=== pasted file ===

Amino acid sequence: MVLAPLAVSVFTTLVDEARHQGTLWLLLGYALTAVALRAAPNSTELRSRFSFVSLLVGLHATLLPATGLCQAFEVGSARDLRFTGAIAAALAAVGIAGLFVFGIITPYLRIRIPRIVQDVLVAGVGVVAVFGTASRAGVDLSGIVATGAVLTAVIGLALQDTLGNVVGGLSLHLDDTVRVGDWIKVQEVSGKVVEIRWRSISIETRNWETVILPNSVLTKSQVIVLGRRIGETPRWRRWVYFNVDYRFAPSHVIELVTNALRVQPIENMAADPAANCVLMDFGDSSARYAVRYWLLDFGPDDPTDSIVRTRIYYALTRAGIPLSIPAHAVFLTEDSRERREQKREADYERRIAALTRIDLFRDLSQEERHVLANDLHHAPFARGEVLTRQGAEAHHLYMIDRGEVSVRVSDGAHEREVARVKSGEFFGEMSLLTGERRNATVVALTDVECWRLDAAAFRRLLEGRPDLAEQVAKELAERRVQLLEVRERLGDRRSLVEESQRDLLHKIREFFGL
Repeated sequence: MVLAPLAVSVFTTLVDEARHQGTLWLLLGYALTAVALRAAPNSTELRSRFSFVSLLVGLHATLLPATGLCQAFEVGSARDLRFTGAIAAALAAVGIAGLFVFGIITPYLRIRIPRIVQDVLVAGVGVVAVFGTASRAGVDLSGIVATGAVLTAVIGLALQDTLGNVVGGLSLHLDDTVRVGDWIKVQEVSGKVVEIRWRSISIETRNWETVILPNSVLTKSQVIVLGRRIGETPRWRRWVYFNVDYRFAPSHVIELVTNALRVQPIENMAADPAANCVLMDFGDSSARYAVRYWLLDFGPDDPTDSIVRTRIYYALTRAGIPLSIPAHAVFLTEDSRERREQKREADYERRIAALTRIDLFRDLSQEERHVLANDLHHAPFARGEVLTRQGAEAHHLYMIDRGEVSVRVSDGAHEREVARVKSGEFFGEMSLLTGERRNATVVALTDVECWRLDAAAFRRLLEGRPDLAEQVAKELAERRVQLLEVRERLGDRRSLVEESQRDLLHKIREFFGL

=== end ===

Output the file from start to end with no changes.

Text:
Amino acid sequence: MVLAPLAVSVFTTLVDEARHQGTLWLLLGYALTAVALRAAPNSTELRSRFSFVSLLVGLHATLLPATGLCQAFEVGSARDLRFTGAIAAALAAVGIAGLFVFGIITPYLRIRIPRIVQDVLVAGVGVVAVFGTASRAGVDLSGIVATGAVLTAVIGLALQDTLGNVVGGLSLHLDDTVRVGDWIKVQEVSGKVVEIRWRSISIETRNWETVILPNSVLTKSQVIVLGRRIGETPRWRRWVYFNVDYRFAPSHVIELVTNALRVQPIENMAADPAANCVLMDFGDSSARYAVRYWLLDFGPDDPTDSIVRTRIYYALTRAGIPLSIPAHAVFLTEDSRERREQKREADYERRIAALTRIDLFRDLSQEERHVLANDLHHAPFARGEVLTRQGAEAHHLYMIDRGEVSVRVSDGAHEREVARVKSGEFFGEMSLLTGERRNATVVALTDVECWRLDAAAFRRLLEGRPDLAEQVAKELAERRVQLLEVRERLGDRRSLVEESQRDLLHKIREFFGL
Repeated sequence: MVLAPLAVSVFTTLVDEARHQGTLWLLLGYALTAVALRAAPNSTELRSRFSFVSLLVGLHATLLPATGLCQAFEVGSARDLRFTGAIAAALAAVGIAGLFVFGIITPYLRIRIPRIVQDVLVAGVGVVAVFGTASRAGVDLSGIVATGAVLTAVIGLALQDTLGNVVGGLSLHLDDTVRVGDWIKVQEVSGKVVEIRWRSISIETRNWETVILPNSVLTKSQVIVLGRRIGETPRWRRWVYFNVDYRFAPSHVIELVTNALRVQPIENMAADPAANCVLMDFGDSSARYAVRYWLLDFGPDDPTDSIVRTRIYYALTRAGIPLSIPAHAVFLTEDSRERREQKREADYERRIAALTRIDLFRDLSQEERHVLANDLHHAPFARGEVLTRQGAEAHHLYMIDRGEVSVRVSDGAHEREVARVKSGEFFGEMSLLTGERRNATVVALTDVECWRLDAAAFRRLLEGRPDLAEQVAKELAERRVQLLEVRERLGDRRSLVEESQRDLLHKIREFFGL